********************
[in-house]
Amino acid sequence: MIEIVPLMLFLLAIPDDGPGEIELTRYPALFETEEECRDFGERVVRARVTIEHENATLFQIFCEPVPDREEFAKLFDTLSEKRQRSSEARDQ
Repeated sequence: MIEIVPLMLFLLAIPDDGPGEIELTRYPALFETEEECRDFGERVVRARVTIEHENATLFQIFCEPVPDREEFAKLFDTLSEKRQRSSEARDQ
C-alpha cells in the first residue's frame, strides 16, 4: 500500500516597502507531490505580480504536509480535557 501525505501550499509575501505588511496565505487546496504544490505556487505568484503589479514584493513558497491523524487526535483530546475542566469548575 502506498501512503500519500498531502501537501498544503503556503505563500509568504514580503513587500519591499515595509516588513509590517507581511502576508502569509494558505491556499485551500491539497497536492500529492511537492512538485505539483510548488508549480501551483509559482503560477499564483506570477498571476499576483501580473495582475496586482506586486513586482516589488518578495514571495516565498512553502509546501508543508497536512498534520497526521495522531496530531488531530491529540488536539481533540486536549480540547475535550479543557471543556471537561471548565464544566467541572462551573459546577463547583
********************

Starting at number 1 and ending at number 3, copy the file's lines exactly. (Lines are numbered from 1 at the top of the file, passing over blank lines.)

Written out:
[in-house]
Amino acid sequence: MIEIVPLMLFLLAIPDDGPGEIELTRYPALFETEEECRDFGERVVRARVTIEHENATLFQIFCEPVPDREEFAKLFDTLSEKRQRSSEARDQ
Repeated sequence: MIEIVPLMLFLLAIPDDGPGEIELTRYPALFETEEECRDFGERVVRARVTIEHENATLFQIFCEPVPDREEFAKLFDTLSEKRQRSSEARDQ